Is Melinda Gates trying to get ahead of uncomfortable revelations about her husband’s relationship with Jeffrey Epstein?
When I read the news last week that Bill and Melinda Gates were divorcing after 27 years of marriage, my first reaction was empathy. The pandemic has been hard on all couples, I thought, even the ones who happened to have been quarantining in a 66,000-square-foot compound with 18.75 bathrooms called Xanadu 2.0. Melinda told The New York Times in October 2020 that being stuck working from home with her husband, after years of frenetic traveling, “was a piece that I think we hadn’t really individually prepared for quite as much.” This was somewhat relatable. No matter the size of your home, there is such a thing as too much togetherness.
But then there were questions. Foremost among them: Why now? After all, thanks in part to the efforts of the Gates Foundation, which has donated more than $1.75 billion to Covid-19 research, 130 million people in the U.S. have received at least one dose of the vaccine. As we approach herd immunity, we are slowly emerging from our pandemic hidey holes. Businesses are reopening. People are talking about wearing jeans again. Couldn’t the world’s biggest philanthropists just carry on living separate lives, united by their passion for giving back? We already know that Melinda is pretty laissez faire when it comes to her marriage, allowing Bill to vacation every year with his ex-girlfriend. The couple owns a far-flung real estate portfolio with at least seven properties totaling $170 million. Melinda could take up residence at Xanadu 2.0 while Bill could stay in their $12.5 million home in Palm Desert, California, from whence he signed the divorce papers. Or they could resume traveling around the world, perhaps staying at the Four Seasons, which they own a large stake in through Bill’s firm Cascade Investment LLC.
A few days after the divorce announcement, we started to get a possible answer to the timing question. The Daily Beast broke the news that Melinda was reportedly “furious” after her husband took her to meet with Jeffrey Epstein at his Upper East Side mansion back in September 2013. The anger is understandable given that one of Melinda’s top priorities at the Gates Foundation is to invest in gender equality and women’s empowerment—and Jeffrey Epstein at the time was a registered sex offender. The Wall Street Journal followed up this week, reporting that Melinda met with divorce lawyers in 2019 after the New York Times published a story detailing the extent of her husband’s relationship with Epstein. The Times reported that Gates sent an effusive email to his colleagues upon meeting Epstein, describing his lifestyle as “very different and kind of intriguing although it would not work for me.” The Gates PR machine then went into full-on spin mode, telling the Times that Gates “was referring only to the unique décor of the Epstein residence.” Ah, yes, the unique décor!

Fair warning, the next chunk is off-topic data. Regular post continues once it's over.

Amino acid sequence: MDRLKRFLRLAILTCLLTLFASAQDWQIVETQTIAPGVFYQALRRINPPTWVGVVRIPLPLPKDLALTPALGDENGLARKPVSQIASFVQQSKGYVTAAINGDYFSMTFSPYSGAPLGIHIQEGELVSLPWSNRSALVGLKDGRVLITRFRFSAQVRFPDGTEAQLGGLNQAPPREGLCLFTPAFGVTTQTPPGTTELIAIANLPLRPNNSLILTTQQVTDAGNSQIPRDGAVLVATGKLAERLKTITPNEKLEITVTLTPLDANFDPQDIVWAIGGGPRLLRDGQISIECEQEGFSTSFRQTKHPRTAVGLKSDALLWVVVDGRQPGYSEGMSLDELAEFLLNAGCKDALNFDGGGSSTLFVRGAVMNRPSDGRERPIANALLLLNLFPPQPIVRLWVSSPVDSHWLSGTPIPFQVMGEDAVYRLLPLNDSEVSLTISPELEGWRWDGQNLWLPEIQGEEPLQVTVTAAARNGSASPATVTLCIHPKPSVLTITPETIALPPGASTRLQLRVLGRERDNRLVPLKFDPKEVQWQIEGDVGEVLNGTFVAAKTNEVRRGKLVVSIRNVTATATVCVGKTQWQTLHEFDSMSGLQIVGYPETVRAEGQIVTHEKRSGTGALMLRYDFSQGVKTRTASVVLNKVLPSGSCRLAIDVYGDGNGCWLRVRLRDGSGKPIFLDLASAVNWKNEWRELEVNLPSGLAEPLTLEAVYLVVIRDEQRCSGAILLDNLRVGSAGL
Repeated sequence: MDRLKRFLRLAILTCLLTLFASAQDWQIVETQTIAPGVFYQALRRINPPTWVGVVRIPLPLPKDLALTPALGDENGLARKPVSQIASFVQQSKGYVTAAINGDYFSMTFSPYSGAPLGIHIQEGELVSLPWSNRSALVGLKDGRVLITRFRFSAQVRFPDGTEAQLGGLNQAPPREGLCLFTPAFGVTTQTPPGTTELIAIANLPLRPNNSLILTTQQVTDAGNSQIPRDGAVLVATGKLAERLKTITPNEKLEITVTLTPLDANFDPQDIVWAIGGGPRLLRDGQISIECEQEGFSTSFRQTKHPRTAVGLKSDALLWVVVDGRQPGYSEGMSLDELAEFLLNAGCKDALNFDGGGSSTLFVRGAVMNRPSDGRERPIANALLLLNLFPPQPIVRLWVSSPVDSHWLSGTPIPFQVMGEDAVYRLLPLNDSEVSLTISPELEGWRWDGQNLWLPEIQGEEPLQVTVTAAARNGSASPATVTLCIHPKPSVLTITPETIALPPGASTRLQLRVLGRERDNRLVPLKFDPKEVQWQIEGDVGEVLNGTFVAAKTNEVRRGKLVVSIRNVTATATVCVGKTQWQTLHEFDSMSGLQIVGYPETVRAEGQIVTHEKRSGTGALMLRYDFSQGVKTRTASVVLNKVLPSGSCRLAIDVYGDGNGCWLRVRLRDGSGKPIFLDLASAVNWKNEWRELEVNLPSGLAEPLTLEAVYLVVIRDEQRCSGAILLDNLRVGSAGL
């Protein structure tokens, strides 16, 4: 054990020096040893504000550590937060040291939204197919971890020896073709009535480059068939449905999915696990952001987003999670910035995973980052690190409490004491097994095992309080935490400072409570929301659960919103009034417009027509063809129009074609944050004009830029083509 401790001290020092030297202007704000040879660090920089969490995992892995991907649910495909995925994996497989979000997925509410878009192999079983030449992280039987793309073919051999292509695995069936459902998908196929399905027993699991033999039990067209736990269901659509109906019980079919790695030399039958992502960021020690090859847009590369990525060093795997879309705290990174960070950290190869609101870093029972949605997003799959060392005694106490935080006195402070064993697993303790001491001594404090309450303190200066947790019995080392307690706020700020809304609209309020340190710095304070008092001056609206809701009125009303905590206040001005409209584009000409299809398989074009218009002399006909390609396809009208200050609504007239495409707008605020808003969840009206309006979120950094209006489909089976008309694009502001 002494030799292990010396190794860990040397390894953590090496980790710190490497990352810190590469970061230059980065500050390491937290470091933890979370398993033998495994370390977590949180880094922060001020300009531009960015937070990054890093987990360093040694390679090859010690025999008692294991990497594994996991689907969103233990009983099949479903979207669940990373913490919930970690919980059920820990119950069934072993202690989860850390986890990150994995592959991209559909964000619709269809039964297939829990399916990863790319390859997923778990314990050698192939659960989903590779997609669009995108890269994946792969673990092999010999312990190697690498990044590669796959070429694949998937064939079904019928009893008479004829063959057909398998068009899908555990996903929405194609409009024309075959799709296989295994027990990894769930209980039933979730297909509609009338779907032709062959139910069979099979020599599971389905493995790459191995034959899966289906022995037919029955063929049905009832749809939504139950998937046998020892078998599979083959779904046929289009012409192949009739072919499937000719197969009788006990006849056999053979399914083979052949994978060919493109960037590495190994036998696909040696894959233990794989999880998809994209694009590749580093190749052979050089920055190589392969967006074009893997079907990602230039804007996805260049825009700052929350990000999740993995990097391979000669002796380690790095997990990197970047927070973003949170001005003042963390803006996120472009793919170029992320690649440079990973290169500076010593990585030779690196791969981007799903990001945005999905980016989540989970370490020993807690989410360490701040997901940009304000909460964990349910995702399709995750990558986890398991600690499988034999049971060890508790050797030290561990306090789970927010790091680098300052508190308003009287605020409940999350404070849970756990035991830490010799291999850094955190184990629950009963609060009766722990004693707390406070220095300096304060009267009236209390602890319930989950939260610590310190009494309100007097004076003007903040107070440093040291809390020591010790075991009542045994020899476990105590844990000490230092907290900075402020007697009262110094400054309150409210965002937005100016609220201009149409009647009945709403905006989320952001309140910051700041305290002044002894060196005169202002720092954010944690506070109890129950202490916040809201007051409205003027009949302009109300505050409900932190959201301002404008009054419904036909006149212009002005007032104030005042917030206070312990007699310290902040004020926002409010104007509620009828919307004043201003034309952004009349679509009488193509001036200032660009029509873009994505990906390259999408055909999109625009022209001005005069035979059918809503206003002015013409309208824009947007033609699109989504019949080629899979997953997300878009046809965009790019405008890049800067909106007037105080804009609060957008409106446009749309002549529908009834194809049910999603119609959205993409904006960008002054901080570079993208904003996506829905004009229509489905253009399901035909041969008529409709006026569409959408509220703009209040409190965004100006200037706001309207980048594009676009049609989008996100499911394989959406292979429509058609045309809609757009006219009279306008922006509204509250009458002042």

I remember reading that Times article in 2019 and shaking my head. Did I think it was creepy that Bill Gates was hanging out with Jeffrey Epstein? Yes. Did I think that Bill Gates was raping girls who Epstein had trafficked? No, I did not.
Given his wealth, power and involvement in scientific pursuits, Bill Gates has been a magnet for truly wacko conspiracy theories, such as the idea that he wants to use vaccine shots as a vehicle to insert trackable microchips into people’s bodies. Believers in QAnon, the umbrella conspiracy theory that holds that there exists a secret child trafficking ring run by Satan-worshipping Democrats—including President Biden, Hillary Clinton and George Soros–have been having a field day with the divorce announcement, speculating in chat forums that Bill Gates is either about to be arrested or that the breakup is intended to somehow cover up for the fact that both Gateses are dead (don’t ask). I can now see how these types of bonkers narratives had the unusual effect of pushing my mind toward the exact opposite explanation, which is that Bill Gates is a brilliant but oblivious man who, like so many others, unwittingly got swept up in Epstein’s net.
But now I’m not so sure. Is it possible that Bill Gates’s involvement with Jeffrey Epstein went beyond fundraising for philanthropic projects? It is. And the thing that makes me think it is possible is the extent to which Gates downplayed his links to Epstein, both to the press and, apparently, to his wife. In an interview with the Wall Street Journal tied to a Netflix documentary about Gates, he denied having any sort of relationship with the pedophile financier, saying “I met him. I didn’t have any business relationship or friendship with him. I didn’t go to New Mexico or Florida or Palm Beach or any of that.” This turned out to be a big lie: Not only had the two men met many times over the years, but the Times report revealed that Gates flew on Epstein’s Gulfstream plane, known as “the Lolita Express” from Teterboro Airport in New Jersey to Palm Beach in 2013. The New Yorker also reported that Gates made a $2 million donation to the MIT Media Lab in 2014, a donation that was said to be directed by Epstein.